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Windows XP Embedded, windows as lego.

I haven't been programming much lately, I've been playing with Windows XP embedded instead. It's a great product that's not very well know. I'll probably be posting a lot more about this version of windows in the future so I thought I might start with describing my first impressions of it.

For people who don't know Windows XP embedded here's the short introduction. XP embedded, or XPe for short, is Windows XP Pro but broken up into 10.000 pieces (10,000 is actually a modest estimation) delivered on 8 cd's along with a lot of tooling to build up your own windows from scratch. This can vary from a stripped down installation for a NAS or a set-top-box to a fully functional Windows XP installation packaged for easy deployment to workstations in an office environment. XP Embedded is designed to run on single purpose devices though.

How does it work

Windows XP embedded doesn't come ready to install on your target device like windows XP Pro. You first have to install the tools and the component database on your workstation. You can use these to combine the components like lego bricks into an installable image. You can also componentize your own software to install with the images. Your images can be complete installations that are ready to run with all the software readily configured. XP embedded is clearly meant to be deployed in situations where you need to be able to deploy the same installation of windows to a large number of similar devices without having to configure every device by hand. Creating the components and the image can take some time but deploying the image to your target device is as easy as copying the files over. It's xcopy deploy for windows!

The tooling

This article is to short to give a complete description of how the tooling works so I'll settle for a short introduction. The tooling consists of three main components plus some extra utilities. The first is the target designer. This is the tool that you use to put design and build the image you install on your target devices. Because the target designer knows about all the dependencies between the components you can just select the high level components you want to use like windows explorer or FreeCell. The target designer then makes sure your image contains all the components needed for your selected components and builds an image.

If you want to create your own components you can use the component designer. You can create your own components from pieces of software you want to deploy together with XPe. You can also create components that describe the hardware configuration of your target device. There are tools to scan your device that can help with this.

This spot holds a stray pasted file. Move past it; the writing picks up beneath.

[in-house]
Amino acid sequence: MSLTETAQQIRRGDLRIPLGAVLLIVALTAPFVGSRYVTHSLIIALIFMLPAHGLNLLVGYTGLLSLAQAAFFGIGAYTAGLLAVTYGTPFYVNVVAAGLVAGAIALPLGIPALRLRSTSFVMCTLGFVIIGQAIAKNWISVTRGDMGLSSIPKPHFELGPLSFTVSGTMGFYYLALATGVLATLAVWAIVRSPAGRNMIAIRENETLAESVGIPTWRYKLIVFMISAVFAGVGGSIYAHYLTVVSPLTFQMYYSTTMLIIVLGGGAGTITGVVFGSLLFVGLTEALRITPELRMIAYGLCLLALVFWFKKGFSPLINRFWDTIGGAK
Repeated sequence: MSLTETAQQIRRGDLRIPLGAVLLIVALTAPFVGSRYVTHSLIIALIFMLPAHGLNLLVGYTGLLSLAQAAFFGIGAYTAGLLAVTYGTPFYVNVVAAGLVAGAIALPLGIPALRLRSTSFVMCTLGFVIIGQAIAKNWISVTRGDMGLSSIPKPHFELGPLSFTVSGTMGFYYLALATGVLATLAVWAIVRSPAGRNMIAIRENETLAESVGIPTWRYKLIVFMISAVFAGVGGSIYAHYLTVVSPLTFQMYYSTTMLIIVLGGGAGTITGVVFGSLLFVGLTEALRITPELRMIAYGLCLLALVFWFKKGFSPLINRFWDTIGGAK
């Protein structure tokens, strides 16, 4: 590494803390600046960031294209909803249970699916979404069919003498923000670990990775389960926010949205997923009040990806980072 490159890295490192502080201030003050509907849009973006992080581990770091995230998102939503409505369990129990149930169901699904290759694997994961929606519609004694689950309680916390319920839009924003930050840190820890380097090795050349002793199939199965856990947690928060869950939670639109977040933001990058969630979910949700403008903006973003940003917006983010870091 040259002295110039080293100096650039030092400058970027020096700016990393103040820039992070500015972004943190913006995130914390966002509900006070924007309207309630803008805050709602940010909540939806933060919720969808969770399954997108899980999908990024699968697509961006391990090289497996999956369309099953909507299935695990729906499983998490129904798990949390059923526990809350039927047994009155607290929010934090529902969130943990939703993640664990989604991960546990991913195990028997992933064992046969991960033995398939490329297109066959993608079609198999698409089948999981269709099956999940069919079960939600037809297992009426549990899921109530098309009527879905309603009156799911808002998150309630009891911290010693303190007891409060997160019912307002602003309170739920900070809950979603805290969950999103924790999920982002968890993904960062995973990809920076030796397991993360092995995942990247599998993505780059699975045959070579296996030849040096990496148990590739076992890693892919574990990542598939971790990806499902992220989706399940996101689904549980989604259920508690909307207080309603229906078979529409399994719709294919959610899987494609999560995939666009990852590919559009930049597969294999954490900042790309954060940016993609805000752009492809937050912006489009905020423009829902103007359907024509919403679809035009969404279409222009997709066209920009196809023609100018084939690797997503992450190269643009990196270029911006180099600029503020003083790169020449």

All the components are stored in the component database. This is SQL server database that contains all the information about the components. There's a manager tool that you can use to import your own components. If you are working with a large number of developers you can use a central database as a kind of source control repository.

The tooling is flexible but not as streamlined as visual studio for example. I found some strange problems. Importing a large directory tree into a component is a lot of work for example. And deploying registry settings with values that are too long can cause problems too.

The extra's

While XPe can do everything XP pro can do there are some things XPe can do that XP pro can't. Here's where things get interesting...

The most useful features are the write filters. You can deploy XPe with some extra drivers that divert all write operations to the hard drive to memory. This means that the next time you boot the system any changes will be forgotten. This is very useful when booting from flash media. Flash memory has a limited number of writes so stopping the system from writing at all can be a good idea. If you want some files to be stored

XPe also has a modified ntloader component that enables the system to boot from USB flash drives. Something that's problematic for XP pro.

Last but not least HORM or Hibernate Once Reboot Many enables the system to reboot from the same hibernate state many times to shorten the reboot cycle.


Windows XP embedded isn't very well known. Most people know windows CE for mobile and embedded solutions and windows XP pro. I've seen lots of places like kiosks, cash registers etc where neither of these were a good match and XPe would have been a great solution. I think its a good idea for most developers to at least try it out. You can download a fully functional toolset on the Microsoft website. The images you create with it will only work for up to 180 days but that's enough to try out the system. The following websites also have lots of information on XPe.


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